Research Communications

Climate for Growth 

Environmental economist Ariaster Chimeli takes a fresh look at the relationship between climate change and global economic development

June 15, 2010

As Ohio University environmental economist Ariaster Chimeli sits down to discuss his work, it’s the final day of the United Nations Climate Change Conference in Copenhagen. While world leaders try to hash out an agreement that will encourage developed and developing nations to reduce their greenhouse gas emissions, economists such as Chimeli all over the globe inform the debate through their research.

“Climate systems are so complex, we don’t understand them that well, and we’re talking about very long time spans,” Chimeli says, reflecting on the conference. “It makes sense to understand what’s happening right now.”

Chimeli is doing just that through his research on the linkages between economic growth and environmental quality in developing nations. Much of his contributions to the field surround theoretical papers he has written connecting environmental quality and economic growth. For example, in the early 1990s, new empirical evidence showed that pollution increases as income per capita (a measure of economic development) rises. The pollution peaks and then—for some pollutants such as sulfur dioxide— actually starts to decrease. Sulfur dioxide is one of the key ingredients in acid rain. In the 1990s, pollution was increasing.

Illustration: Alix Northrup

“That’s when people started paying attention to solutions coming from economics,” Chimeli says. “That’s when we had the cap and trade system apply to (sulfur dioxide) emissions.” Some people jumped into the debate, arguing that the best way to deal with pollution is to let economies grow. Not so fast, Chimeli says, because this assumes that every economy is the same. Studies on countries where there is reliable, long-term data—the United States, Germany, and Japan—suggest that when income grows, pollution eventually decreases for some pollutants, but analysis of other countries shows that this isn’t always the case. Chimeli’s research tries to explain these findings by examining the specific issues in each nation.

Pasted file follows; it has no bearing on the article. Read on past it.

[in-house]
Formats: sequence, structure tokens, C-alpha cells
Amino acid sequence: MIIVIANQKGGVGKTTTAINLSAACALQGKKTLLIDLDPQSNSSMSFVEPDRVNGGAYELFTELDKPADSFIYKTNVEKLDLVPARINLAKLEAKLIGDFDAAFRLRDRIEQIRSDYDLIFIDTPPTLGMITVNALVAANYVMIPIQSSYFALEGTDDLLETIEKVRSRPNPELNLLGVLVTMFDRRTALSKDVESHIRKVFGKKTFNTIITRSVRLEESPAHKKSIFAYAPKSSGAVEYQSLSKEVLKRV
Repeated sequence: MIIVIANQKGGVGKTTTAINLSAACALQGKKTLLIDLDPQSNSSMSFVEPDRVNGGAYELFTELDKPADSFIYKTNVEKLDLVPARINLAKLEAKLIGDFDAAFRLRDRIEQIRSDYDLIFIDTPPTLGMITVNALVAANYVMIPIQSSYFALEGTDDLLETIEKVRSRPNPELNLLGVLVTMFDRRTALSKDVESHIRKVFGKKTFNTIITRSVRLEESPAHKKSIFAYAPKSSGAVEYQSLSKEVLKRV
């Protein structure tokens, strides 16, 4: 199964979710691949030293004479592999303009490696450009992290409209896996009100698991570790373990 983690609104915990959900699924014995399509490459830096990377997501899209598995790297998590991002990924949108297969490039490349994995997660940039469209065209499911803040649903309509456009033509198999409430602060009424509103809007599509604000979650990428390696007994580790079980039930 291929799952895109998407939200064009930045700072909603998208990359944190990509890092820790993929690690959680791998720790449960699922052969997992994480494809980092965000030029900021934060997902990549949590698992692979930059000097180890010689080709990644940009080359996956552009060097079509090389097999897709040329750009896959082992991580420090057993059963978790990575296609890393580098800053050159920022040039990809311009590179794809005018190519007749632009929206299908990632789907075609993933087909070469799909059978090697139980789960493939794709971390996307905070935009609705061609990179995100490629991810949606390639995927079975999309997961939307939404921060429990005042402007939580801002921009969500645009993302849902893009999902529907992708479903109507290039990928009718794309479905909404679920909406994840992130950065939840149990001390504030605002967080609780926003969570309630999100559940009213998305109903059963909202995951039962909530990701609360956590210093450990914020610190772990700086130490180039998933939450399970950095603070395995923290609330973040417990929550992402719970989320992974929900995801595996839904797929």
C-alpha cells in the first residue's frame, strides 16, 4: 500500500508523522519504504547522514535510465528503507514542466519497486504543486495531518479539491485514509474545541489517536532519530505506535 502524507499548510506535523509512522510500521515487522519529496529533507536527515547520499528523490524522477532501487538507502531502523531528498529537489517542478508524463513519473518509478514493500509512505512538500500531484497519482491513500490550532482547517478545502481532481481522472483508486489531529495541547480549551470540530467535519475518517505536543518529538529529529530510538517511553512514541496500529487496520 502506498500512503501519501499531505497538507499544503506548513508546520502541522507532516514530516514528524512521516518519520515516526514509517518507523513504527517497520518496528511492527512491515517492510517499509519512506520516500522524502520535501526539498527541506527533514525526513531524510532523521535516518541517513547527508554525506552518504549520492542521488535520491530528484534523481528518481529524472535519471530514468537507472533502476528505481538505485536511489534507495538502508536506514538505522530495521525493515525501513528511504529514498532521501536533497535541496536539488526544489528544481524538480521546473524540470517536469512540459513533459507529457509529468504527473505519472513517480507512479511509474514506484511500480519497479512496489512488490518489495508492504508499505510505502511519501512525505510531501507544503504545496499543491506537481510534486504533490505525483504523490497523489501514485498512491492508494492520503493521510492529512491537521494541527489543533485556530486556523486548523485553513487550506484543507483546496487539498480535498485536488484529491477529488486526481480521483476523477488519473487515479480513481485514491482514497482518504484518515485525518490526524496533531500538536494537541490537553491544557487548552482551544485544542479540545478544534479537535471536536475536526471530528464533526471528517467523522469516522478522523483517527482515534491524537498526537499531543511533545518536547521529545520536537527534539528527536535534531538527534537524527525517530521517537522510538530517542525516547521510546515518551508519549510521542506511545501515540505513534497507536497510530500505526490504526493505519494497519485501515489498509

“We cannot look at a cross-section of countries at one point in time and say we can recover the relationship between economic growth and environmental quality,” Chimeli says, adding that his papers are an invitation to another generation of empirical research.

Theoretical economics helps move the broader field forward in ways that empirical evidence cannot. “The world cannot be described by a simple set of mathematical equations,” he says, “but if you have a very good theory, the world behaves as if guided by that theory.”

Chimeli’s empirical work is adding to the literature on economics and development as well. Much of his work focuses on his native Brazil, where Chimeli was a student in the late 1980s and early 1990s. “Everybody was studying inflation and macroeconomics because the country was going through inflation,” he says. “I wanted to do something different.”

Working for a cousin’s consulting firm inspired him to study economics and development, and he eventually wrote an undergraduate thesis on water pollution in a Brazilian state. The thesis won a state and a national prize, which set Chimeli on his path to a Ph.D. in economics and a postdoctoral appointment at Columbia University’s International Research Institute on Climate and Society.